• 27th September 2011 - By greg
    Self-transcendence 24 hour ultra marathon race report
    The idea to run this crazy race which is around a 400 meter indoor track in Ottawa resulted from the San Francisco One Day ultra being cancelled at the last minute. Helen and I had spend the entire summer training to get ready for for the SF1D. I did the race last year and finished with a total of 101 miles which was my first 100 mile ultra. I loved the race so much that I talked Helen into doing the 12 hour race this year. It was Friday night, our bags were packed, and we had checked in for our WestJet flight when an alarming email popped into my inbox. “Due to an emergency situation, we regret to inform you that the San Francisco One Day race has been cancelled”. No phone call, just one email and an update on their Facebook page.

    Huh!?!?!?

    I quickly started to search for another race and found the Self-transcendence 24 hour ultra marathon in Ottawa for the following weekend.  The only issue I had was that rather than running around a picturesque 1 mile gravel trail with views of the Golden Gate Bridge, the race route was around a 400 meter indoor race track. Ouch. Unfortunately, Helen had other commitments, so I would be on my own. I felt ready to go for 100 miles again, and didn’t want to waste all the training, so I thought I would suck it up, and make an attempt to transcend myself.

    The start horn blasted off at 8:00 am sharp on Saturday morning in Ottawa’s Louis Riel dome. 29 runners registered for the 24 hour race started to slowly jog around the 400 meter rubber floored oval.  Most runners had set up camps in the inner area complete with tents, comfy lawn chairs, inflatable beds, and tables fully stocked with various nutritional goodies and favorite electrolyte drinks. My ‘camp’ consisted of a small duffel bag with a towel and a bag of cookies from Helen. And one mouse which got into the bag of cookies.

    Before the start, we were instructed to visit the officials table and meet our lap counter. Each runner is assigned one of about a dozen volunteers who’s job it is to count your laps. My counter’s name was Assa Ashaminga (I’m guessing at the second part of her name because I couldn’t even pronounce it). Each runners race number is printed on a brightly colored background that corresponds to your lap counter. The lap counters sat behind a long table at the side of the track, and as I started to make my laps, I noticed that all the other lap counters had strange names as well. The names on the name tags were like: Ashtanga, or Notogo, or Boijayanti

    And the other volunteers who were working in the kitchen cooking our vegetarian snacks, and those manning the aid station table also had Sanskrit sounding names. And although they all looked like pretty typical Canadians from Ottawa, the girls wore long skirts and pony tails, no makeup, and the jobs were clearly split between the men and the women.

    The organizers set up a small musical group consisting of 3 girls playing a harp, bongo drums, and a flute. It was really nice – very new agey and peaceful.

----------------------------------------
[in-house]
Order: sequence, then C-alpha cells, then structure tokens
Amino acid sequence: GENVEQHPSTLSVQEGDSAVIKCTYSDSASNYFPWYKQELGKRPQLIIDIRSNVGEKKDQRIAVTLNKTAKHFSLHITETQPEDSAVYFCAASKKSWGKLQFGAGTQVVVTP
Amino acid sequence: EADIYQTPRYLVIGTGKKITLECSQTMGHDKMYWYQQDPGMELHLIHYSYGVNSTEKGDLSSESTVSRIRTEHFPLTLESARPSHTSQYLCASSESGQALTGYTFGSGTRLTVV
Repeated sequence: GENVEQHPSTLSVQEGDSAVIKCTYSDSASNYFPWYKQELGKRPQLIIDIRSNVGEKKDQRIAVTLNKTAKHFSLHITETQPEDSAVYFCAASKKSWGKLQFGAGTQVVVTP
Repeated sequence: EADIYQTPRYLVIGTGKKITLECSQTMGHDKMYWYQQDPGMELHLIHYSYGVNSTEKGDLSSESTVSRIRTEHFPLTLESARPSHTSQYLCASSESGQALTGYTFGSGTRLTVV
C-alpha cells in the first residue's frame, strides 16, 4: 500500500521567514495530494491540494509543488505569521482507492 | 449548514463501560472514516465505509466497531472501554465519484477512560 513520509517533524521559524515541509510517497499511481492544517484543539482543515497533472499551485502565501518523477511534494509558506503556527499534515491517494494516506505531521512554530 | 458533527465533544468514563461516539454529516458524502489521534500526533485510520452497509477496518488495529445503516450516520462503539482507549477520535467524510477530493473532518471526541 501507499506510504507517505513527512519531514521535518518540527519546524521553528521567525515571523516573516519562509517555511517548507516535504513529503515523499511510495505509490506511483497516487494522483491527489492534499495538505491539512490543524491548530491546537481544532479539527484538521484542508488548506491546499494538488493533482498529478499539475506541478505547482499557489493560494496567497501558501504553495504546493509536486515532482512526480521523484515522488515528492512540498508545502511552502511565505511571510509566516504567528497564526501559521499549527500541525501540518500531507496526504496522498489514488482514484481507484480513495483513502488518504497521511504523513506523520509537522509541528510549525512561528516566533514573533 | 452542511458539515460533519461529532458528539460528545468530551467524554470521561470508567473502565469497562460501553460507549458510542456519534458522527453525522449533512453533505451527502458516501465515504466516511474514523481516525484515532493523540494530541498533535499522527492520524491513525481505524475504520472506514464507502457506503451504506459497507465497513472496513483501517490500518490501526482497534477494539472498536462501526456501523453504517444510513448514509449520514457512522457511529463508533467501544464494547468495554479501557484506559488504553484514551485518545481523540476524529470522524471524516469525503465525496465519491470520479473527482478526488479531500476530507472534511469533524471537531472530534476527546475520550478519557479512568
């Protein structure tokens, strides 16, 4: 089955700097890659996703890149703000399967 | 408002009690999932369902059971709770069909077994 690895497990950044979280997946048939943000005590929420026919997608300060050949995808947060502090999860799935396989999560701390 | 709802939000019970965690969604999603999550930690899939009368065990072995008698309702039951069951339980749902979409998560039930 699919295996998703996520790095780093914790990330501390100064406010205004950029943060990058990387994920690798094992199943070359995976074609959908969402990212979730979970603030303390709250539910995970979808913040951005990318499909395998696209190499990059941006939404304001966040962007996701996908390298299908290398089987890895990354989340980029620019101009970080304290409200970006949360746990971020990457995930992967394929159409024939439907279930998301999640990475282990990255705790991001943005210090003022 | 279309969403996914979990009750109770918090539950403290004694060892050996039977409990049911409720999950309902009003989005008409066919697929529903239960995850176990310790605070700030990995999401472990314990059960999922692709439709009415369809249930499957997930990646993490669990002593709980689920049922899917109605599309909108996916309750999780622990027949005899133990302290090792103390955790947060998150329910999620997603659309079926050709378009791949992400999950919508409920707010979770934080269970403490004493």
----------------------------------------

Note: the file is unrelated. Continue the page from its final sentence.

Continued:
Lining the inside of the track, every 30 feet or so were inspiring motivational quotes by some dude called “Sri Chinmoy”. I had seen pictures of this bald guru looking guy on the web site and I figured that maybe he was some famous Olympic runner or something. “If we believe In our own Self-transcendence-task Then there can be No unreachable goal.”

    Finally, at around 2 hours, I asked one of the runners who had done this race last year what was up with the volunteers – “What’s with the long skirts, funny names and the harps and flutes?. Are they a local Bhudist group or something?” She looked at me and laughed, then said “NO… Don’t you know? It’s the Sri cult!”

    The Sri cult? “Yes, it’s a cult based out of new York. They run all these ultra marathons around the world from the Self-transcendence 24 hour races to a 6 day ultra marathon around a city block in Queens. They believe that one of the paths to self-transcendence and enlightenment is through ultra running. The guy Sri Chnmoy was their guru.”

    “Really? You must be kidding me.” I said. She told me that 3 of the runners were actually members of the cult who had traveled from New York to run their first ultras.

    Cult status not withstanding, I was VERY impressed with the volunteers and organizers. They really seemed to CARE so much about the job they were doing. Very peaceful, gracious, happy people – always smiling and eager to help. And they seemed to care very deeply for the runners – which is kind of a nice feeling. I thanked my counter after the race was over and he told me that it was an ultramarathon for them as well. They feel that there is a partnership between the runner and his/her counter. Both cross the finish line and both achieve that success.

    There was a large leader board which the volunteers kept updated track side across from the counter tables. The board displayed the names and distances in kilometers for the top 10 runners for men and women. After the first couple of hours, I noted that my name wasn’t even on the list, so I thought that maybe I should pick up my pace a bit.